Stockton Holiday Cinema 8

6262 N. West Lane,
Stockton, CA 95210

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rivest266 on October 30, 2010 at 9:31 am

This opened on October 13th, 1995 with 8 THX screens.
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SPearce on January 22, 2008 at 10:18 am

Ret. AKC(NAC) Bob Jensen
Thank you. Sometime in the early Spring of 1955 seems about right for my viewing of it; it had already been playing about a month or so in San Francisco.

Ret. AKC (NAC) CCC Bob Jensen, Manteno, Illinois
Ret. AKC (NAC) CCC Bob Jensen, Manteno, Illinois on January 22, 2008 at 10:02 am

That second one is a typo, it should be

“Gee Dad, it was a Wurlitzer!”

Ret. AKC (NAC) CCC Bob Jensen, Manteno, Illinois
Ret. AKC (NAC) CCC Bob Jensen, Manteno, Illinois on January 22, 2008 at 9:12 am

The only non full length CINERAMA movie that I know of was an 18 minute 360-degree screen film “To the Moon & Beyond” shown at the 1964 & 1965 New York Worlds Fair. The first full length CINERAMA movie was “This is CINERAMA”. An interesting site all about the CINERAMA movies and the CINERAMA theaters is
To perhaps bring back some memories of “CINERAMA Holiday” go to
I notice that Cinema Treasures no longer lists any Chains or Styles as CINERAMA, which is how it should be.

“Ladies and Gentlemen, this is CINERAMA!” Lowell Thomas, September 30, 1952

SPearce on January 21, 2008 at 7:41 pm

My understanding is that the first full length public Cinerama film for the general audience was “Cinerama Holiday,” which I, as a school child in my home town of Stockton, was taken by arrangement through the school on a train field trip to see in San Francisco (I don’t remember which theater there) probably in 1955 or ‘54. I have a faint recollection of hearing of such a theater planned for Stockton, but it is very faint.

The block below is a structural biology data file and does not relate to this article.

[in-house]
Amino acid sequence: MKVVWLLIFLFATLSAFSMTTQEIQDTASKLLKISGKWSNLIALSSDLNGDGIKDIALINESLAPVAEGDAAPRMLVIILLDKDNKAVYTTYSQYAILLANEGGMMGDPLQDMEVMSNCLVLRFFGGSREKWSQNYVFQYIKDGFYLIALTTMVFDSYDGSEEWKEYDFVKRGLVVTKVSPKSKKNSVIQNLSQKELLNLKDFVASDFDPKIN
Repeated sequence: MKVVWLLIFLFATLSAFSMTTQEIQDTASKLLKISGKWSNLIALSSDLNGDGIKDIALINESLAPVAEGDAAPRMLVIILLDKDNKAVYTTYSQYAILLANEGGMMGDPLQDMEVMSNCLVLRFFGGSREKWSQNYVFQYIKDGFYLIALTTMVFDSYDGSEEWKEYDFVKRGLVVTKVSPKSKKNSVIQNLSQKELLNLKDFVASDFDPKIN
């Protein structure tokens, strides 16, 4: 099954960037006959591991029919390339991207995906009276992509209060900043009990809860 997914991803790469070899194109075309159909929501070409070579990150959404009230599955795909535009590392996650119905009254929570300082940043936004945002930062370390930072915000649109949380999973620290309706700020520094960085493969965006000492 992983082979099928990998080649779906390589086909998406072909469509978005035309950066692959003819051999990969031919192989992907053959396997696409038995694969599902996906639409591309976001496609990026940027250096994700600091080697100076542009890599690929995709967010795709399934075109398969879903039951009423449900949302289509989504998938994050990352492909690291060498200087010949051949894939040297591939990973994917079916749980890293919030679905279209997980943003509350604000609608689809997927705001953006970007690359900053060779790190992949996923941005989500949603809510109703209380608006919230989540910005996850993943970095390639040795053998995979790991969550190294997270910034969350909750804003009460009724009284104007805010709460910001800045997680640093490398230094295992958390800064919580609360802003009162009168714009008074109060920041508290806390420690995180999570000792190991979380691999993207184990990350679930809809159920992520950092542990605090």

Being older and wiser now, and knowing how many theaters were located in Stockton on the main strip in the ‘50s (a tiny version of a Broadway of picture shows, to a child’s eyes), I suspect now many were constructed by Los Angeles studios, to preview their own films. I am also wondering if there was a link from the field trip for the students (which came up rather suddenly, out of the blue) to any number of promotional ideas — accustom the children to Cinerama; build a Cinerama theater in Stockton, and base it on a population accustomed to patronizing the many already established “picture shows.” I have a faint remembrance that was what this was about. My recollection was in 1956 the population was about 80-90,000. It was considered then to be the third largest city in the San Joaquin or larger valley.

I don’t remember this theater, although it was not in my part of town, from which I would have walked downtown with others, or taken the bus to see movies downtown, or occasionally attend a drive-in.

Joe Vogel
Joe Vogel on November 10, 2007 at 10:40 pm

The Holiday Theater was designed by the San Francisco architectural firm Uesugi & Associates, which did quite a bit of work for the Signature Theatres chain before it was taken over by Regal.

Ret. AKC (NAC) CCC Bob Jensen, Manteno, Illinois
Ret. AKC (NAC) CCC Bob Jensen, Manteno, Illinois on October 6, 2004 at 8:23 am

I never heard of a chain called Cinerama. I notice that the style is listed as Cinerama which is OK if the theatre is old enough, but an 8 plex? Was the Cinerama theatre divided up and/or had additional theatres added to it?

William on November 13, 2003 at 1:51 pm

The Holiday Cinemas is located at 6262 West Lane and is operated by Signature Theatres.